Pugh Loving All Star Experience

Auburn offensive line commitment Ryan Pugh talks about his week of practice getting ready for the U.S. Army All-American Game.

San Antonio, Tex.--For Auburn commitment Ryan Pugh this week's U.S. Army All-American Bowl in San Antonio was to be a test of huge proportions. Rated as one of the nation's top centers despite playing his entire year at left tackle for Hoover High, Pugh came to San Antonio ready to show he could handle the job at center. So far Pugh has not only handled the job but he's been one of the top linemen in attendance as his East squad gets ready to face a talented West team Saturday at noon on NBC.

"I haven't taken a snap at center in five months since the first regular season game," Pugh says. "Getting back at center has definitely helped me. I'm doing a lot better than I thought I would do. It's one of those things like learning how to ride a bike, you're not going to forget how to do it. If you can play center you can play center. It all has to do with the snap. This week is going to help me more than anything I did in high school because you have to be quick to block the guy across from you."

Teaming up with Pittsburgh commitment Chris Jacobsen to anchor the East offensive line in the middle, Pugh has not only enjoyed his time on the field but off it as well. In his first trip to San Antonio Pugh says that while football has been the focus of the trip to this point he's really enjoyed his time leading up to Saturday's game.

"It has been one of the most fun weeks of football in my life," Pugh says. "You get to meet all these players from around the country and meet different people who have different philosophies on football. The coaching staff is really great. I like the coaches from Don Bosco (Prep school in New Jersey) and other places. The main thing that stands out is just the camaraderie between all the teammates in such a short amount of time.

"The contact is over now," he adds. "We've had six practices and we have really gotten after it. I'm not sure about the West because I haven't been to their practices but as far as the East we've been having tough practices and getting after it. The guys are getting worn down a little bit but wrestling has kept me in shape conditioning-wise. Now the week will start to wind down a little bit. We'll start having a little more fun, relaxing, and getting ready for the game."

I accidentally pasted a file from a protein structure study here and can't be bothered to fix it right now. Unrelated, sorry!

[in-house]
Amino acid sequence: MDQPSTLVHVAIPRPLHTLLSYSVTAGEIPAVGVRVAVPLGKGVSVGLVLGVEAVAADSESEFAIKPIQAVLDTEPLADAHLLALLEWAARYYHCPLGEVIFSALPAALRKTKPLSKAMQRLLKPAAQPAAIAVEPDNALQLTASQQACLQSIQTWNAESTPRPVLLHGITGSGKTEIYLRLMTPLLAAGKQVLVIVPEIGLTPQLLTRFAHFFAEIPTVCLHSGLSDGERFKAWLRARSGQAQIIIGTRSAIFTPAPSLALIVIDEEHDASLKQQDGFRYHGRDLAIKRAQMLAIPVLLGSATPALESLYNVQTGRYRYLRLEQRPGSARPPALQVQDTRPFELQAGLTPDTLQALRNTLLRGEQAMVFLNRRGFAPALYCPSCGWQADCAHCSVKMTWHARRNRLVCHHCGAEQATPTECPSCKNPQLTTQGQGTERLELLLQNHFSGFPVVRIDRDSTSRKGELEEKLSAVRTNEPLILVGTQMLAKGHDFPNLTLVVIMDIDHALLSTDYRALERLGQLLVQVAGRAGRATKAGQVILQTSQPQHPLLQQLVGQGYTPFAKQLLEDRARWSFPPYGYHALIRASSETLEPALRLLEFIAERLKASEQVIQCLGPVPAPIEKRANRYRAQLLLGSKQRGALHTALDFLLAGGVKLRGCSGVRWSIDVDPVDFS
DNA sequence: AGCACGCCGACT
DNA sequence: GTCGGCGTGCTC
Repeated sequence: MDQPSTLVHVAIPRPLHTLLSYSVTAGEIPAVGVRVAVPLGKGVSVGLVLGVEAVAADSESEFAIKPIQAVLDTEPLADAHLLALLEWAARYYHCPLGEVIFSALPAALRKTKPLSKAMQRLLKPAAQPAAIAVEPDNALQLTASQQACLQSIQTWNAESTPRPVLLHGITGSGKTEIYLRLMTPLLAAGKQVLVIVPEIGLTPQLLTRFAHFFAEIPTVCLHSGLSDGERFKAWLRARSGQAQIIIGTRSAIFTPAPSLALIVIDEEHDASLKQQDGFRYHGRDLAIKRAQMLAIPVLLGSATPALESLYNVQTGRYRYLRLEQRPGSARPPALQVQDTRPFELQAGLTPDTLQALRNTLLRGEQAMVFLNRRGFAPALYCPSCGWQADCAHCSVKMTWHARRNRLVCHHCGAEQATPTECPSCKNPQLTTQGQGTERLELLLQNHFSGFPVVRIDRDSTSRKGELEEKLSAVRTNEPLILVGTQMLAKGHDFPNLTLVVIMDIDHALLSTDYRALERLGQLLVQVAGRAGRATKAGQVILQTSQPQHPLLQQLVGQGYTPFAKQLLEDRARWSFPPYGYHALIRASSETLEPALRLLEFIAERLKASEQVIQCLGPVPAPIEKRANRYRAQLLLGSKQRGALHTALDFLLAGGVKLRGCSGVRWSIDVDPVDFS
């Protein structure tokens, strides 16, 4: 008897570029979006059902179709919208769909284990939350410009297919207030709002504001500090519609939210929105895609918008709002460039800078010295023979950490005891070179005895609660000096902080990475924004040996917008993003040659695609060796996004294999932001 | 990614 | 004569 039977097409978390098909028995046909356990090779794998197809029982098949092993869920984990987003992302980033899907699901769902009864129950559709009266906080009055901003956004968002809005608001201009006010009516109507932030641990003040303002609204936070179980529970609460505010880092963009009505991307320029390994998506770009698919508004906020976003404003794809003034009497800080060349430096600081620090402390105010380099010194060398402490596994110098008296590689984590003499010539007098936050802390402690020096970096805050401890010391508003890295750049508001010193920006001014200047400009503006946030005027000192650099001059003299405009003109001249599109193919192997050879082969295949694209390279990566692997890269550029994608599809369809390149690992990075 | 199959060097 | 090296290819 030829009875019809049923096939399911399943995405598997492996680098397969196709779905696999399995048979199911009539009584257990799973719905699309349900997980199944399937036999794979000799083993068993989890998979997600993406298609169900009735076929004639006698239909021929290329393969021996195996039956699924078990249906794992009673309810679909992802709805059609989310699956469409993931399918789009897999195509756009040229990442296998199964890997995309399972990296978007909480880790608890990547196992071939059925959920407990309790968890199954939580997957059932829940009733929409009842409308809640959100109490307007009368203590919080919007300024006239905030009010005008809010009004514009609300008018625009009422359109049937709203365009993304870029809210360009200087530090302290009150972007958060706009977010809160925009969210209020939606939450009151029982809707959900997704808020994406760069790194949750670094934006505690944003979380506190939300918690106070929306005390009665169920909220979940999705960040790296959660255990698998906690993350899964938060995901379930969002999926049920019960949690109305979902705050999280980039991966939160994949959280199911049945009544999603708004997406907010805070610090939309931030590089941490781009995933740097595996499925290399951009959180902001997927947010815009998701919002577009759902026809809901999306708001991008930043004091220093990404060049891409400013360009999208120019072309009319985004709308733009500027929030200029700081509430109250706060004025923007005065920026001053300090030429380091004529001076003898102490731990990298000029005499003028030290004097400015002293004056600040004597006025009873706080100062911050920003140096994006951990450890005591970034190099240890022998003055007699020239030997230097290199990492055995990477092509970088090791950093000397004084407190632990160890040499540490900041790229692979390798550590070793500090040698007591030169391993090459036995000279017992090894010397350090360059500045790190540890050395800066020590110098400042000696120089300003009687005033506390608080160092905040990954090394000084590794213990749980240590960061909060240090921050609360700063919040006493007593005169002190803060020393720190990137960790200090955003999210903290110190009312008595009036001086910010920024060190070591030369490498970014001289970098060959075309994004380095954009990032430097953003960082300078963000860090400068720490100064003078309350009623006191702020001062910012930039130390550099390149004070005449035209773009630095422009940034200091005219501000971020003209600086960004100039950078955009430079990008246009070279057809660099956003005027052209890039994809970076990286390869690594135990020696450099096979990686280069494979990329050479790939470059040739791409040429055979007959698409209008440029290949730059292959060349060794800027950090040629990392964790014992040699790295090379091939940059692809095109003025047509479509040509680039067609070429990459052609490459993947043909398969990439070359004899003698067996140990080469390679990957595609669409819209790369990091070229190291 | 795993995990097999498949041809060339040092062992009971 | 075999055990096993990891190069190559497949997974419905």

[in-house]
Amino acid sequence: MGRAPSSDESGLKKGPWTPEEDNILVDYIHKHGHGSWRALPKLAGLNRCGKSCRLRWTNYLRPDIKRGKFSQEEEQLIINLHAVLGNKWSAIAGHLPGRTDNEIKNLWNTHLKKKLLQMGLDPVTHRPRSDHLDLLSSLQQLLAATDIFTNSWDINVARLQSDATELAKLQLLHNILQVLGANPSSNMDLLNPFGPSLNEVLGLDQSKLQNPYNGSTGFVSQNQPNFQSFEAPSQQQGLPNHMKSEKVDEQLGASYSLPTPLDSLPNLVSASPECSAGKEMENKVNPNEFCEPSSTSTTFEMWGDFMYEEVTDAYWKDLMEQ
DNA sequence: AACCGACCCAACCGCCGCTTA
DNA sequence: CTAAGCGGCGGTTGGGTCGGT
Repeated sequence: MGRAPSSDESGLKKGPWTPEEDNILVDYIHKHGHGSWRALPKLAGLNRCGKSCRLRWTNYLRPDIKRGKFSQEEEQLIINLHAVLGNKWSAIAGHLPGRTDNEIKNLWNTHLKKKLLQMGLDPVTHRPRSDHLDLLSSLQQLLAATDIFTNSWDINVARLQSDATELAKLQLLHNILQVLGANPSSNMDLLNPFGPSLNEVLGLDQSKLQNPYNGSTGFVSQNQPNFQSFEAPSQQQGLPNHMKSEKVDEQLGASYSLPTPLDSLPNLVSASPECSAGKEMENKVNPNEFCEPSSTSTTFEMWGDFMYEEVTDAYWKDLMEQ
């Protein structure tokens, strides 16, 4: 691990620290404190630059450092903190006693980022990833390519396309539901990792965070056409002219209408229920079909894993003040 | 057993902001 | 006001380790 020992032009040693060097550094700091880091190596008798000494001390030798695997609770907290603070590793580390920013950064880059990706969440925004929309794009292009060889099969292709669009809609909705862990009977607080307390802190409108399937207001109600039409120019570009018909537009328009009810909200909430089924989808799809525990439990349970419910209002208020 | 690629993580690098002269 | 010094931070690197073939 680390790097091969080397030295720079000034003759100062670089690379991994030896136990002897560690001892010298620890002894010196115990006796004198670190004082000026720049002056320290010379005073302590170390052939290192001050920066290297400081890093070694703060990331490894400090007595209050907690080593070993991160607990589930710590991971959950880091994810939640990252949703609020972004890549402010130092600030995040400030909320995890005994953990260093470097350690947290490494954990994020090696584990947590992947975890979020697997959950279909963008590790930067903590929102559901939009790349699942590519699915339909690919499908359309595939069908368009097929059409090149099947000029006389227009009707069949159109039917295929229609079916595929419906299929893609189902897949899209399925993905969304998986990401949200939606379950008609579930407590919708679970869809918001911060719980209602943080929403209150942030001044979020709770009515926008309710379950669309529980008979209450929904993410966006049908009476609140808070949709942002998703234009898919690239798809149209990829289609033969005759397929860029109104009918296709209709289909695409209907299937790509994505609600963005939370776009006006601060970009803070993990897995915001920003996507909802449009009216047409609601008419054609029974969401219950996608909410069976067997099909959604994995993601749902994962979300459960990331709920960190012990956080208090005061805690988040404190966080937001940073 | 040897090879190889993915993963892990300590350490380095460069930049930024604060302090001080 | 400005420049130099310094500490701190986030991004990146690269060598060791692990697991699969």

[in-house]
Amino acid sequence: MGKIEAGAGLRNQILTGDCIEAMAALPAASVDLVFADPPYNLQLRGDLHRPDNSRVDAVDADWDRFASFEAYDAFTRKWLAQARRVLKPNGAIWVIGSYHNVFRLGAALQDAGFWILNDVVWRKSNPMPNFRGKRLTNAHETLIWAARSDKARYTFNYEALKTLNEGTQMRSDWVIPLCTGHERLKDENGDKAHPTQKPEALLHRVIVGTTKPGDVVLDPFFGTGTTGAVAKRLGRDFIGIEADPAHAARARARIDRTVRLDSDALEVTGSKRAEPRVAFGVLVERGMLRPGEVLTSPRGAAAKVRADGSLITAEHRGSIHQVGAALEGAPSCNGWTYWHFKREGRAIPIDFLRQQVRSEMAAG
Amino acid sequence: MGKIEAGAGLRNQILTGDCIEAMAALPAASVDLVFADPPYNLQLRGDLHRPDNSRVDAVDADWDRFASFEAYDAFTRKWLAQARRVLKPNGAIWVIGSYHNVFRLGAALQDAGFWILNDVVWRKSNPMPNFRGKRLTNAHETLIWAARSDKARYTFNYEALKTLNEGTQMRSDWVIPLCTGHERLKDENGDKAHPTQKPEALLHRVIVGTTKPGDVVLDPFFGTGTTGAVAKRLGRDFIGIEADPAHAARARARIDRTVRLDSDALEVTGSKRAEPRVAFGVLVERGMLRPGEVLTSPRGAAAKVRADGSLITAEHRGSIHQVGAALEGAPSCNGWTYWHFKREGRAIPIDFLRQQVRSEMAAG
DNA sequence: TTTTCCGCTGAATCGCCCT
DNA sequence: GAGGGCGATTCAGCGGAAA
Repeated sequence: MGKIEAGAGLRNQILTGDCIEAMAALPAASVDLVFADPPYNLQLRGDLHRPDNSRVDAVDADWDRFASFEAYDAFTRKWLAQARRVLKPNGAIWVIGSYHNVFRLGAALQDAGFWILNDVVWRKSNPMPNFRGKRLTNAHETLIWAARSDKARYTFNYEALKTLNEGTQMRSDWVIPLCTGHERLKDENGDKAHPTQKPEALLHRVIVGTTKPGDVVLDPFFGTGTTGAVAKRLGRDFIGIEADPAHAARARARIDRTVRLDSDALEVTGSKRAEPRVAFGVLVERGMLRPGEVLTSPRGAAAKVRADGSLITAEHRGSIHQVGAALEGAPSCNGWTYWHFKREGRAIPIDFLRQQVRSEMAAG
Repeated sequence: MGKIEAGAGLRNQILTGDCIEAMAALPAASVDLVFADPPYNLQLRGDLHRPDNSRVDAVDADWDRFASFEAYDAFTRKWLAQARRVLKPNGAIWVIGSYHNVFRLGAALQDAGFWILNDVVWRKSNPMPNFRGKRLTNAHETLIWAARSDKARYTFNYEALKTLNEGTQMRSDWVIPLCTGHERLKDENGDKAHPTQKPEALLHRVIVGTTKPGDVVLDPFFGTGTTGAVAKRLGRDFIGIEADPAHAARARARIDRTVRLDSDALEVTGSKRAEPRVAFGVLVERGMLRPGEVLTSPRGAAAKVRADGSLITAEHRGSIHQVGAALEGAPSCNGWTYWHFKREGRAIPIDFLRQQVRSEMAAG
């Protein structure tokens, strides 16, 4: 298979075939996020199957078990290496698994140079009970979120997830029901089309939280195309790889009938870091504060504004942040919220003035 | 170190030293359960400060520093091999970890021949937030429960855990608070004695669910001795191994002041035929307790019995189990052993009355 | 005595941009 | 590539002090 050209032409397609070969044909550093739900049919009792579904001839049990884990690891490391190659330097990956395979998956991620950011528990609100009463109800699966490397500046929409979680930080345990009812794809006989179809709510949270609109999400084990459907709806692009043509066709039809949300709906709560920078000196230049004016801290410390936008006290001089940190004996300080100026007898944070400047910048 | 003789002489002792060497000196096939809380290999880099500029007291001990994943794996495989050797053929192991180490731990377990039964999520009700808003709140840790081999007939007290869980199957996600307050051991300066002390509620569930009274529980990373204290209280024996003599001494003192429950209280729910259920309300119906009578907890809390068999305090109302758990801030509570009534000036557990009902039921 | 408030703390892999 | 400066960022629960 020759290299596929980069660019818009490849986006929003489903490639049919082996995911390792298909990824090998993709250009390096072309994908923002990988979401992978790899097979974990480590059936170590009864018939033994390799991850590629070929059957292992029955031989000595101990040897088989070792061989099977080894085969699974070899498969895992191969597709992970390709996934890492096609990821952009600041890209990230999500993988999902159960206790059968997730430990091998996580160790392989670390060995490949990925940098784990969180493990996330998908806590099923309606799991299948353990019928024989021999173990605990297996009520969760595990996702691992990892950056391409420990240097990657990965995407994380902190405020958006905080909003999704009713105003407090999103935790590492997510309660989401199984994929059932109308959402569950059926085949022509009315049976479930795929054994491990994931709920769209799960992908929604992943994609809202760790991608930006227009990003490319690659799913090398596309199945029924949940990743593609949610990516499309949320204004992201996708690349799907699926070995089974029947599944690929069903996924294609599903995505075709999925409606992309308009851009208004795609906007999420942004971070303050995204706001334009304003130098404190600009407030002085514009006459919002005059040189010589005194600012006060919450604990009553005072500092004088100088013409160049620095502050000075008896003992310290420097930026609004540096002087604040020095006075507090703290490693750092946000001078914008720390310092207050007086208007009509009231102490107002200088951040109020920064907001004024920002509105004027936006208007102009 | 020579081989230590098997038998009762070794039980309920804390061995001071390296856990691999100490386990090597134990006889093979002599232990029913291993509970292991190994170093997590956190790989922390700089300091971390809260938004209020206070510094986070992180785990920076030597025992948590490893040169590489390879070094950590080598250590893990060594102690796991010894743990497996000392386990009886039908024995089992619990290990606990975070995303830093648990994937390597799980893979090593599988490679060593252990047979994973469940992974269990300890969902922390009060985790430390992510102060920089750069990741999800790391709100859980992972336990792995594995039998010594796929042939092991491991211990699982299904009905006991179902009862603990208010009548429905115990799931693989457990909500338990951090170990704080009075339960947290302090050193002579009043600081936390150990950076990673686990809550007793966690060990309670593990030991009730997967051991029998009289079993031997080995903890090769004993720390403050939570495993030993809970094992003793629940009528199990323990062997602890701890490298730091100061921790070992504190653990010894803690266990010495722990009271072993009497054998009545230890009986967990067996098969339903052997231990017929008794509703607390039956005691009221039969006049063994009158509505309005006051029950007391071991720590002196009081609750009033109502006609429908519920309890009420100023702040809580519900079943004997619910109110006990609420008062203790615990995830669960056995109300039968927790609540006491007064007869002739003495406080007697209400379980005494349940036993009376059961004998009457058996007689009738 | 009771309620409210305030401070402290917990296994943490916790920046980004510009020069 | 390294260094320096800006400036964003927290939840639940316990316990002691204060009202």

Pugh works on his technique during Wednesday's practice.

Right away Pugh and his fellow offensive linemen were challenged by perhaps the best interior defensive line ever assembled in the U.S. Army game. Dominating defensive linemen Marvin Austin, Joseph Barksdale, D'Angelo McCray and Torrey Davis have made it a tough week but Pugh says that once the players settled in it has been all business on the practice field.

"Every one is a little tentative at first when you get out there because there are 80 football players in this game that are at the top of their games," Pugh says. "You starting thinking if you're really as good as they say you are. After you get out there on the practice field you start to feel your way around. You find out every one is about even. The bigger players will make the big plays in the game.

"Marvin Austin and those guys are really good," he adds. "They are the top players in the country for a reason. They are extremely athletic. I think everyone in the game would agree that when you get this many good players together technique is the thing that separates the good players from the great players. For the most part the athleticism has carried these guys in high school and the ones that have worked on their technique are the ones that are going to shine."

Auburn's second consecutive commitment in the game, Pugh says that he has really been moved by the work and effort put into the game by the U.S. Army in San Antonio. While he remembers the game and the Army's part in it Pugh says that seeing up close and personal the things they do makes him proud to be a part of the nation's top high school all-star game.

"A lot of people don't realize when they watch the game from an outside perspective just what the Army means to this game," Pugh says. "You get here and see the soldiers in their fatigues walking around, you know without them this game is not possible. The game of football is not possible without those guys giving their lives every day. You just thank them for what they do because I can't imagine what the world would be like without them. It's something a lot of people take for granted. It's just a tribute to those guys that put this on."

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